Evidence Based Policy: Corrections
By Keir Liddle
In response to the comments left by Peter Maxwell on this week’s evidence based policy.
1.Since when did herbal medicine not have efficacy beyond placebo? Given there is actually a large cross-over between modern drugs and herbal medicine, your assertion does not display a great understanding of the subject matter you are talking on.
I accept that this is an example of sloppy writing. The paragraph is reproduced in corrected form below:
Far asides from efficacy beyond placebo (of which there is little high quality evidence for any of the above treatments), there have been genuine safety concerns in the past.
This is true, and still applies to many herbal medicines that exist today. However, a paragraph such as the following should probably have been added to the original article:
The issue with all herbal medicine is not necessarily efficacy but more safety, labelling and proper investigation of interaction effects. A large problem that concerns Indian and Chinese imported herbal remedies and the like is contamination with other substances that aren’t reported and can lead to dangerous side effects up to and including death.
2. I posit however, if we started to look at the numbers then modern medicine will come out worse on a case-for-case or treatment-for-treatment basis. Do you *really* want to start pulling that that thread?
Well, given the limited or non-existent efficacy of alternative and complementary medicines, if we looked at it on a case-for-case or treatment by treatment basis, I would posit that ‘modern medicine’ has far more successes than failures. For instace: eradicating smallpox, the germ theory of disease, transplant surgery, vaccinating against many fatal diseases and increasing life expectancy around the globe. In short some, and I stress, some alternative or complementary practices will have a better safety record than ‘modern medicine’. However, their ratio of kill/cure will be pretty unimpressive compared to medicines.
3. Any chance of writing this in an evidence based manner? You’ve just attributed an opinion to a whole group of people without any evidence. If you are willing to be critical of others for not working from evidence/sources then I fully expect you to substantiate your own opinion.
Perhaps often is a touch unfair, although one doesn’t have to look all that hard to find evidence of proponents of CAM intimating there is, or overtly decrying, a pharmaceutical industry conspiracy or medical campaign against complementary and alternative “medicine”.
Whale.to is perhaps one of the best examples of this containing such gems as:
The main pharma shills are the Allopaths (most medical industry workers are completely oblivious as to the true reality which is why it works so well) who just market the products of the drug industry. Nutritional Medicine is what should have replaced Pharma medicine (Allopathy), as numerous medical doctors are demonstrating. The next main shill is government, not just the health departments all run by Allopaths (WHO, CDC, FDA), but the whole political system which is also a monopoly. The medical cartel is the main source of bandit income for the Elite, and the main organ of control, like the Church used to be in times past. It is the new covert state religion.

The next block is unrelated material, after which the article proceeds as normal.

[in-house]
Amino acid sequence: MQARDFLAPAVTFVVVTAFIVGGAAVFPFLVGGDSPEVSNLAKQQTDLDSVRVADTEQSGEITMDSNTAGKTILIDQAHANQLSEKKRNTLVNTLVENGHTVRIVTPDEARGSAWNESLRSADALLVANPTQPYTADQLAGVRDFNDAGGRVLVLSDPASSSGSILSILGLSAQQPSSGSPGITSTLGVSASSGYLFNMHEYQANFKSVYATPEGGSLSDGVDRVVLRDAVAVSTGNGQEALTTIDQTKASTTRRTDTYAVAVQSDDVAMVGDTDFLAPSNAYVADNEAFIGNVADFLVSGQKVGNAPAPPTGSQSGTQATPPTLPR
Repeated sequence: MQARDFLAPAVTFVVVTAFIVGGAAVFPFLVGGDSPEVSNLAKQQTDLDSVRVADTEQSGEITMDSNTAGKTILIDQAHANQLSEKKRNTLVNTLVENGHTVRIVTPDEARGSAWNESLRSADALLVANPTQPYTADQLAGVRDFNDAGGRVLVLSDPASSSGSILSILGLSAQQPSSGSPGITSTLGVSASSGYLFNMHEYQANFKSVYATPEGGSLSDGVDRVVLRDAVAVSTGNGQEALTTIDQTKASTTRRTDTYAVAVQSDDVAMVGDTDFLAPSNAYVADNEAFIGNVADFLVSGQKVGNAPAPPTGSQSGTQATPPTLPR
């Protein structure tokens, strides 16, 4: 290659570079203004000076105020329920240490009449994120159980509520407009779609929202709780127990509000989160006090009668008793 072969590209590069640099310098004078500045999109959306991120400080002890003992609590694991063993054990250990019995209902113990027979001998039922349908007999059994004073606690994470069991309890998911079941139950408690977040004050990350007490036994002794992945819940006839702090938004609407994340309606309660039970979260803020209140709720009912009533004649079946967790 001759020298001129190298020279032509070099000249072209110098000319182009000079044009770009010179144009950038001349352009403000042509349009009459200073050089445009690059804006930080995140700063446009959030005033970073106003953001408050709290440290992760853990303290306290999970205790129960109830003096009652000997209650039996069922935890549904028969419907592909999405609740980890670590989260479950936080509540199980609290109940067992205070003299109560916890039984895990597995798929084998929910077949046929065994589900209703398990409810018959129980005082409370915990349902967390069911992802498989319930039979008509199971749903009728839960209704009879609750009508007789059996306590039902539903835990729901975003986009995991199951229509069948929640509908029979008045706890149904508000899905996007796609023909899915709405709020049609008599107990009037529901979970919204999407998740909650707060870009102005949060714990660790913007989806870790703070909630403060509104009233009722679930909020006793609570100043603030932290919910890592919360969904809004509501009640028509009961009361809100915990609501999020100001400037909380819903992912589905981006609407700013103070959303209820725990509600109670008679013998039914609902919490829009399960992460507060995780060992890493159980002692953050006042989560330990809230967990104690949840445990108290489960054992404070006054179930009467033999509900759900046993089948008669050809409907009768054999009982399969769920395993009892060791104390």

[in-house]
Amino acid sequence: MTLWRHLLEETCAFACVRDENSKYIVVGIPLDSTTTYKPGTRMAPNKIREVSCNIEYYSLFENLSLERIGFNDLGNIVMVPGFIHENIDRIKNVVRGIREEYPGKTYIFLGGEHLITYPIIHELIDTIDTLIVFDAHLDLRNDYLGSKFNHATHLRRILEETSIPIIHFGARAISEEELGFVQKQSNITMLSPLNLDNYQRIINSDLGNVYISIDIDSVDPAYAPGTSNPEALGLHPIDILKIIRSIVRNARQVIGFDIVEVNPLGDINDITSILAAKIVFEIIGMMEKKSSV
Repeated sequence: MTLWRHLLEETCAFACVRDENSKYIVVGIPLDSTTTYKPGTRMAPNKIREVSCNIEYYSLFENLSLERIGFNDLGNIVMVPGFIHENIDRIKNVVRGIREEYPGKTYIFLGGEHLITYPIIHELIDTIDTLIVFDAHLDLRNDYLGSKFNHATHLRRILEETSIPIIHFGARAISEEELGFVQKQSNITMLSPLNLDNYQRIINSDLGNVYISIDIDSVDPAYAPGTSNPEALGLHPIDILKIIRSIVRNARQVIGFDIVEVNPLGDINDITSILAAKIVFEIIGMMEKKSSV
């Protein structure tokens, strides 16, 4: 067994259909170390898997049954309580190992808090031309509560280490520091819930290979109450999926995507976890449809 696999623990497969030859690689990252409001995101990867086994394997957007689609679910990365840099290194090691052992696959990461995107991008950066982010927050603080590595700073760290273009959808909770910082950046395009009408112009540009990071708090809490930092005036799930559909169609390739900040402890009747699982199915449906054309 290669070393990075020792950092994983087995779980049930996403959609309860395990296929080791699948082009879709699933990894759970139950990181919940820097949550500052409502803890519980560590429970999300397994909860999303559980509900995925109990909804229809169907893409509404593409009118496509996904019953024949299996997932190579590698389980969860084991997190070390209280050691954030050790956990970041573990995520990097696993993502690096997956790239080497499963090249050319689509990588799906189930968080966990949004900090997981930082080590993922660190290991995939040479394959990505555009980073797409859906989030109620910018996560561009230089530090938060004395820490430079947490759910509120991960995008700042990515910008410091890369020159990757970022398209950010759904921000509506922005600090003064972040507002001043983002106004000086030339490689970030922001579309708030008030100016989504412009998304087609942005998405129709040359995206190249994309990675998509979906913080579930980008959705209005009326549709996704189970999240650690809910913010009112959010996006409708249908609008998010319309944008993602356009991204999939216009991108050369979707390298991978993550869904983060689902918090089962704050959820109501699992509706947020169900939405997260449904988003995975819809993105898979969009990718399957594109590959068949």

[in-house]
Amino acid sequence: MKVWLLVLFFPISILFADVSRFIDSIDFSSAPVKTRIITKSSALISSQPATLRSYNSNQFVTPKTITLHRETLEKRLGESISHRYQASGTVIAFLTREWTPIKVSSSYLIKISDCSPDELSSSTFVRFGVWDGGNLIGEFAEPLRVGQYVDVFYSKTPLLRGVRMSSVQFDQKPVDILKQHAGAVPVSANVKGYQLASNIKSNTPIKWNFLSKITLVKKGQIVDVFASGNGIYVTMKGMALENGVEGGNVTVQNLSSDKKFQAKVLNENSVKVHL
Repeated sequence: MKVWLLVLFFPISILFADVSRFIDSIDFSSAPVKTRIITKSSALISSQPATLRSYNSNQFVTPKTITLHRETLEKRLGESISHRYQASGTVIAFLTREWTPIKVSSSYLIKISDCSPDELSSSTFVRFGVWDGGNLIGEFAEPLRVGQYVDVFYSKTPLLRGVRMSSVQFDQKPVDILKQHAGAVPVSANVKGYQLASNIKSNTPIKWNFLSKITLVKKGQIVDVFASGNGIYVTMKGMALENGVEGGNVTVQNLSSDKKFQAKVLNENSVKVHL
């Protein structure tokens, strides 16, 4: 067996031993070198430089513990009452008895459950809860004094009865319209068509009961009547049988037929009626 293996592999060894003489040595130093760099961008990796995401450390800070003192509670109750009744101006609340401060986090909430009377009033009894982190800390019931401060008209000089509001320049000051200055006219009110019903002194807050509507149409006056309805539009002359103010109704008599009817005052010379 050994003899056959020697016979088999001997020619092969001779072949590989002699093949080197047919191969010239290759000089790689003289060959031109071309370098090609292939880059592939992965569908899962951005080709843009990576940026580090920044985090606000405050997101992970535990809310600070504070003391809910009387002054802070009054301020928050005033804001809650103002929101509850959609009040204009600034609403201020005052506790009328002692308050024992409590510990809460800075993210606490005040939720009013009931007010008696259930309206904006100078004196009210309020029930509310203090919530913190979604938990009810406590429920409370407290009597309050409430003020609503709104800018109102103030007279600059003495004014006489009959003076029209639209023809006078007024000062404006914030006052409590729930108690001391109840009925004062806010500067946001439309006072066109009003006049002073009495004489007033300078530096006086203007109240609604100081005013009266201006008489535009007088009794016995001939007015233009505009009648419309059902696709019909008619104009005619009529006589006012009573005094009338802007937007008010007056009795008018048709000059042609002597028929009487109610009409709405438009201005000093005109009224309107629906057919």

Another example is Natural News – Mike “Health Ranger” Adams’ site:
The cancer industry is losing its propaganda battle as more and more people discover the truth about the toxic side effects of chemotherapy as well as the cancer preventive powers of nutrients like vitamin D and selenium. With the science now clearly showing thatchemotherapy fails most patientsand that conventional approaches tocancercause more harm than good, thecancer industryhas resorted to celebrity-influenced emotional theater to try to lure more people into keeping its “someday we’ll find a chemical cure” scam going.
Here is a post from the main alt-med newsgroup (Courtesy of ORAC):
Please be aware that many comments and responses posted to this forum are not those of casual posters interested in an honest exchange. A number of individuals with ties to industry are engaging an effort to shape public sentiment about the risks of mainstream medicine while denigrating the benefits and validity of natural medicine. I refer to these individuals broadly as “Pharma Bloggers”(*). Pharma Bloggers on usenet don’t promote a specific company or product, as might be the case with standard “blogging” on a weblog. Most of these people are likely to have an association with a PR campaign whose “blogging” efforts are underwritten by the media and marketing groups of industry.
Also, it can be enlightening to check out the one star reviews of books like “Trick or Treatment” or “Bad Science” on Amazon and the like, as the shill gambit appears quite a lot:
The drugs industry is morally corrupt and its loyalties lie with satisfying its shareholders. Indeed the only thing good about the drugs industry is the massive profits through contractual and monopolistic tie-ins with health-care organizations. It’s funded by venture capital and hedge funds that are only interested in short term profits.
These are just a few examples of the pharma shill/pharma conspiracy gambit, which most certainly exists and is sometimes used on the internet. However, it was remiss of me to give the impression of over-generalising, so I suggest the paragraph in question could be amended to:
Some practitioners of alternative therapies often deride “allopathy” or “Western traditional medicine” as being disease-centric, or the product of a greedy pharmaceutical industry bent on keeping people ill to peddle drugs.
I hope this addresses some of your concerns about the previous article.